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The Personality Test and My Lack of Conscientiousness

Conscientiousness vs. Openness to Experience.

Two years ago, I took the Big Five Aspects Scale personality test.

I’ve been struggling with personality issues since adolescence.

The problem? There was a mismatch between my existing talents and my ambitions in life.

I read self-help books to get to the bottom of my personality problem, but none addressed my particular issues. Maybe I found the wrong books; I don’t know.

At one point, I even dealt with mental burnout. It culminated in me taking the SSRI drug Sertraline (Zoloft) for nine months. I didn’t like it.

I had to find a different approach.

Table of Contents

    Taking the Big Five Aspects Scale Test

    Two years ago, I decided to take the most researched and well-documented personality test, the Big Five Aspects Scale.

    What did I learn?

    I’m exceptionally high in Openness to Experience (Openness and Intellect) and moderately low in Conscientiousness (Orderliness and Industriousness).

    And sure enough: all my talents are typical for people high in Openness. No surprise there, perhaps.

    However, I also realised that my ambitions in life depend on being high in Conscientiousness—which I’m not.

    So, Openness to Experience is in my wheelhouse.
    Conscientiousness isn’t.

    The weird thing is that I thought I would be high in Conscientiousness.

    Suppressing Openness to Experience

    I’ve always admired people exceptionally high in Conscientiousness. They’ve been my role models.

    Have I been admiring these people because they demonstrate qualities that I lack? And has this admiration somehow given me standards that I can’t live up to?

    Being very low in Volatility and Enthusiasm has allowed me to pretend to be high in Conscientiousness well enough to fool even myself.

    Conversely, I’ve simultaneously been suppressing my Openness talents.

    This “internal identity battle” between my great but repressed Openness traits and my limiting but idolised Conscientiousness traits have been causing me severe problems for decades.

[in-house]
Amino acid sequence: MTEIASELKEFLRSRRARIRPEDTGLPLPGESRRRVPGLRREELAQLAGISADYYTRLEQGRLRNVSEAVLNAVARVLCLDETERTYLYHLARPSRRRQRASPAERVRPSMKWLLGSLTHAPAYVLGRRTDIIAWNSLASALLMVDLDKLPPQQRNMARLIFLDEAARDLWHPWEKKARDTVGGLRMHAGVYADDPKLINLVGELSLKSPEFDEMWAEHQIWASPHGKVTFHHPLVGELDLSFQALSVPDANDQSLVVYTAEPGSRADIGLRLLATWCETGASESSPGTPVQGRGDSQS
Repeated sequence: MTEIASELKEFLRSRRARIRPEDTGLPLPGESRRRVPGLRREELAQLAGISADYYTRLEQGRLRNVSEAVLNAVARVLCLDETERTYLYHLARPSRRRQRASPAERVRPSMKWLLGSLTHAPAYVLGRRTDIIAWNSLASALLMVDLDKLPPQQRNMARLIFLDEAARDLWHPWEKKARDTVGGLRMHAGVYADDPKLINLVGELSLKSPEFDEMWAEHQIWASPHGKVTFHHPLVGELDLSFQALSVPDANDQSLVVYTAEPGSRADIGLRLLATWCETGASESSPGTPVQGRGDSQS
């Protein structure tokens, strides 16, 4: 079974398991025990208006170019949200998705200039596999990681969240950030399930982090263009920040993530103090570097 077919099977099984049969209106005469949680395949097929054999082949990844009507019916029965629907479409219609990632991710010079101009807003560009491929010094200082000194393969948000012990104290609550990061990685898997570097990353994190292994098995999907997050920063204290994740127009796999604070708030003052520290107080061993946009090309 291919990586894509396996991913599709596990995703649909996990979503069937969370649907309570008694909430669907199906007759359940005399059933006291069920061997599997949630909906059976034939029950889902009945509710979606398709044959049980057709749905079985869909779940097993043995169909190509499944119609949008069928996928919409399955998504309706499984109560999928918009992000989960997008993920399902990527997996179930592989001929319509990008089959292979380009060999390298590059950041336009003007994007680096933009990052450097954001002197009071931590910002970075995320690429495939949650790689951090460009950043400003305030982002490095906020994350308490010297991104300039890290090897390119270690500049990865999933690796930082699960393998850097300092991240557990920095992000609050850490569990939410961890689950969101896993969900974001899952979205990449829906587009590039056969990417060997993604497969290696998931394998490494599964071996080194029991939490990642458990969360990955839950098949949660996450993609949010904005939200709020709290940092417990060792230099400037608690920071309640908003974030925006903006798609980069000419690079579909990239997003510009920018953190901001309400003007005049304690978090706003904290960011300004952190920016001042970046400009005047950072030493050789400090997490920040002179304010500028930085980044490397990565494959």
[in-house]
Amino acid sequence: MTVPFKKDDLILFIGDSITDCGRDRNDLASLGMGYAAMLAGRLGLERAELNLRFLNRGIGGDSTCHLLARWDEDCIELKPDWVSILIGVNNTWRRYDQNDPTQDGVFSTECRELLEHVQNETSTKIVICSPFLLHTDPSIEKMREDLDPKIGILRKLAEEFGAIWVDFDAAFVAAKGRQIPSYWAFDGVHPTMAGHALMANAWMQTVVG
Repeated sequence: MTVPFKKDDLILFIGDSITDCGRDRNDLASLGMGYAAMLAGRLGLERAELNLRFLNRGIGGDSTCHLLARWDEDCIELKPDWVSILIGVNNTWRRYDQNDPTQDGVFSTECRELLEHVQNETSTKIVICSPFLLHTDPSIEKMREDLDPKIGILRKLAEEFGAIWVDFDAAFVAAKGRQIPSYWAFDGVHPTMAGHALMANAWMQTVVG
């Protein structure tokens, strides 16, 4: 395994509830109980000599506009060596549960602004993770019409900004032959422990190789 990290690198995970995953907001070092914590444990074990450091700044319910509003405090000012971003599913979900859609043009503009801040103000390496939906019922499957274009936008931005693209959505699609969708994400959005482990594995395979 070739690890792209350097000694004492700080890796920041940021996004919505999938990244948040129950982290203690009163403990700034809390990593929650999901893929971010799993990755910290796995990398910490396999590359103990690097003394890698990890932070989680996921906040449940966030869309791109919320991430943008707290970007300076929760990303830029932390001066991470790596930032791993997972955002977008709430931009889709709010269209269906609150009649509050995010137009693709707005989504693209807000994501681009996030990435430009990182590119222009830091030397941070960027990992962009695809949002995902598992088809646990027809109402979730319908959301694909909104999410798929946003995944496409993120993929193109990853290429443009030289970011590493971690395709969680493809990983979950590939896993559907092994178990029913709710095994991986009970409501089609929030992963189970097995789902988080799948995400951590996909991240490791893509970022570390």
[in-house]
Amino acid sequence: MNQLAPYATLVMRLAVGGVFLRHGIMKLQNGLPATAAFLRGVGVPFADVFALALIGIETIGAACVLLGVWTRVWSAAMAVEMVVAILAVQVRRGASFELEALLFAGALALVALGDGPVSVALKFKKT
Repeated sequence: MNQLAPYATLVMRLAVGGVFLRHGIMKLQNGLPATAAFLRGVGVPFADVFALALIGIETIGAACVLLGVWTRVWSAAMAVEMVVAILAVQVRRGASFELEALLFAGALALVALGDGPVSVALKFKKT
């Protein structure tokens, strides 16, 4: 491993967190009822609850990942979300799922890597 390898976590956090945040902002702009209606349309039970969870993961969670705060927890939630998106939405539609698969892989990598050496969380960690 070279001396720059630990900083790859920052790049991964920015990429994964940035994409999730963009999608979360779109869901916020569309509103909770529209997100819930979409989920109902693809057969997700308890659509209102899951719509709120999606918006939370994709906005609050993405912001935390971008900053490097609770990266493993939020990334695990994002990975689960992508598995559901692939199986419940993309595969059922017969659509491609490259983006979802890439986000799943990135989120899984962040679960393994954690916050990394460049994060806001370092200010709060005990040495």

Scary—but also good to realise.

    How I Changed My Life Accordingly

    So, how did identifying my strengths and weaknesses via the Big Five Aspects identity test help me take action?

    1. I’ve accepted being moderately low in Conscientiousness.

    Lowering my expectations to a more reasonable level allows me easier wins. And with easier wins, I feel better about raising the bar ever so slightly.

    2. I’m no longer idolising people high in Conscientiousness.

    I’ve realised that people high in Conscientiousness need me just as much as I need them. Instead of me trying to become “one of them,” we could find ways to cooperate.

    3. I’ve shifted my ideals to Openness to Experience.

    I’ve started to consider myself a curious and creative person. I’m slowly getting used to such ideas, but it makes me feel better about myself.

    Spin for the win,

    Signature - Jerry Silfwer - Doctor Spin

    Cover photo by Jerry Silfwer (Prints/Instagram)

    Meme - Personality Test - Conscientiousness
    I can relate, bro.

    .

    Avatar of Jerry Silfwer
    Jerry Silfwerhttps://doctorspin.org/
    Jerry Silfwer, aka Doctor Spin, is an awarded senior adviser specialising in public relations and digital strategy. Currently CEO at KIX Communication Index and Spin Factory. Before that, he worked at Kaufmann, Whispr Group, Springtime PR, and Spotlight PR. Based in Stockholm, Sweden.

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